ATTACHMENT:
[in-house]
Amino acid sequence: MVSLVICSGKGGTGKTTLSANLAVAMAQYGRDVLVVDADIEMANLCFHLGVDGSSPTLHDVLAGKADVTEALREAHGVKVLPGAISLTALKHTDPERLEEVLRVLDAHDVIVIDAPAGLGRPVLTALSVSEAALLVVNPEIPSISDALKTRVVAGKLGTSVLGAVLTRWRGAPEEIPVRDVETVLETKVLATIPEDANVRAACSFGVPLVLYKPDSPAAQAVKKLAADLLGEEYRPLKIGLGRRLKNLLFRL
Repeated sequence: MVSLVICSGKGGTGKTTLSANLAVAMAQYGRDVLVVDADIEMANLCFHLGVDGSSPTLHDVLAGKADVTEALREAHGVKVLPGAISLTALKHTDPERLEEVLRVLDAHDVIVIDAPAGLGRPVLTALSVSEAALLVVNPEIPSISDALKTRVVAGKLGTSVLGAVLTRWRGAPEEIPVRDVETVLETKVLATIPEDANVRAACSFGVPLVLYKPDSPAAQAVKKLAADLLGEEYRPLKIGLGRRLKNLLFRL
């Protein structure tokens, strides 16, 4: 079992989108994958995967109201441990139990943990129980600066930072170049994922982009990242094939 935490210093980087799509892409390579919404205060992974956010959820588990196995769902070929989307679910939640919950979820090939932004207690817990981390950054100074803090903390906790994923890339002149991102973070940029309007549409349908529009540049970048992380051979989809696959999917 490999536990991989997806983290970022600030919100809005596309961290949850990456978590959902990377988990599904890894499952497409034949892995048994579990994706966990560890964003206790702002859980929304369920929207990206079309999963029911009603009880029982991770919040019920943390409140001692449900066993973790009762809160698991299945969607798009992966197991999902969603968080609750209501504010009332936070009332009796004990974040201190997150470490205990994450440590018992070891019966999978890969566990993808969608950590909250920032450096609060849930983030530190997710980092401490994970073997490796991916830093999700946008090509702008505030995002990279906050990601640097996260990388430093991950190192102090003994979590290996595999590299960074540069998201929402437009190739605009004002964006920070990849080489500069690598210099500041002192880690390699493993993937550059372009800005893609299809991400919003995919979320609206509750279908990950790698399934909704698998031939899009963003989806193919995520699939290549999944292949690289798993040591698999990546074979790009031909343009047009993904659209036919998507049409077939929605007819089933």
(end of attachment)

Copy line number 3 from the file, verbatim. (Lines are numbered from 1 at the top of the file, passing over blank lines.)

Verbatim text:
Repeated sequence: MVSLVICSGKGGTGKTTLSANLAVAMAQYGRDVLVVDADIEMANLCFHLGVDGSSPTLHDVLAGKADVTEALREAHGVKVLPGAISLTALKHTDPERLEEVLRVLDAHDVIVIDAPAGLGRPVLTALSVSEAALLVVNPEIPSISDALKTRVVAGKLGTSVLGAVLTRWRGAPEEIPVRDVETVLETKVLATIPEDANVRAACSFGVPLVLYKPDSPAAQAVKKLAADLLGEEYRPLKIGLGRRLKNLLFRL